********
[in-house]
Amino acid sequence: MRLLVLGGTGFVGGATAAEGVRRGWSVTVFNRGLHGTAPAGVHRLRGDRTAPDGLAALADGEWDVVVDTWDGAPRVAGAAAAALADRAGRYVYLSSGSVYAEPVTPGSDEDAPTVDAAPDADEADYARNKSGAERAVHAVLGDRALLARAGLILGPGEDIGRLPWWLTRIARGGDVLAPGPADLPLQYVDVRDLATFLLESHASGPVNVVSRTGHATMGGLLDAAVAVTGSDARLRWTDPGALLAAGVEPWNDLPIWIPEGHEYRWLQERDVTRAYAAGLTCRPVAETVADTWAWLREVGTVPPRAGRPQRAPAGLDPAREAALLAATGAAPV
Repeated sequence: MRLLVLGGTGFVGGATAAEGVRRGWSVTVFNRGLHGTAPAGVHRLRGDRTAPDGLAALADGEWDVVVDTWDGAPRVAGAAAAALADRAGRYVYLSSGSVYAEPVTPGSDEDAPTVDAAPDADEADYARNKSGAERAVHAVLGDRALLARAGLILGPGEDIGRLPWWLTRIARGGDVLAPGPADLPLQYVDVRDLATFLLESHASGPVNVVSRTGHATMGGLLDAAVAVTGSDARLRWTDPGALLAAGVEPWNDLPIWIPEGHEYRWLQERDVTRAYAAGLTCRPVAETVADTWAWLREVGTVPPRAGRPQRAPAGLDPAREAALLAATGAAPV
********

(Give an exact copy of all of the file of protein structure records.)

[in-house]
Amino acid sequence: MRLLVLGGTGFVGGATAAEGVRRGWSVTVFNRGLHGTAPAGVHRLRGDRTAPDGLAALADGEWDVVVDTWDGAPRVAGAAAAALADRAGRYVYLSSGSVYAEPVTPGSDEDAPTVDAAPDADEADYARNKSGAERAVHAVLGDRALLARAGLILGPGEDIGRLPWWLTRIARGGDVLAPGPADLPLQYVDVRDLATFLLESHASGPVNVVSRTGHATMGGLLDAAVAVTGSDARLRWTDPGALLAAGVEPWNDLPIWIPEGHEYRWLQERDVTRAYAAGLTCRPVAETVADTWAWLREVGTVPPRAGRPQRAPAGLDPAREAALLAATGAAPV
Repeated sequence: MRLLVLGGTGFVGGATAAEGVRRGWSVTVFNRGLHGTAPAGVHRLRGDRTAPDGLAALADGEWDVVVDTWDGAPRVAGAAAAALADRAGRYVYLSSGSVYAEPVTPGSDEDAPTVDAAPDADEADYARNKSGAERAVHAVLGDRALLARAGLILGPGEDIGRLPWWLTRIARGGDVLAPGPADLPLQYVDVRDLATFLLESHASGPVNVVSRTGHATMGGLLDAAVAVTGSDARLRWTDPGALLAAGVEPWNDLPIWIPEGHEYRWLQERDVTRAYAAGLTCRPVAETVADTWAWLREVGTVPPRAGRPQRAPAGLDPAREAALLAATGAAPV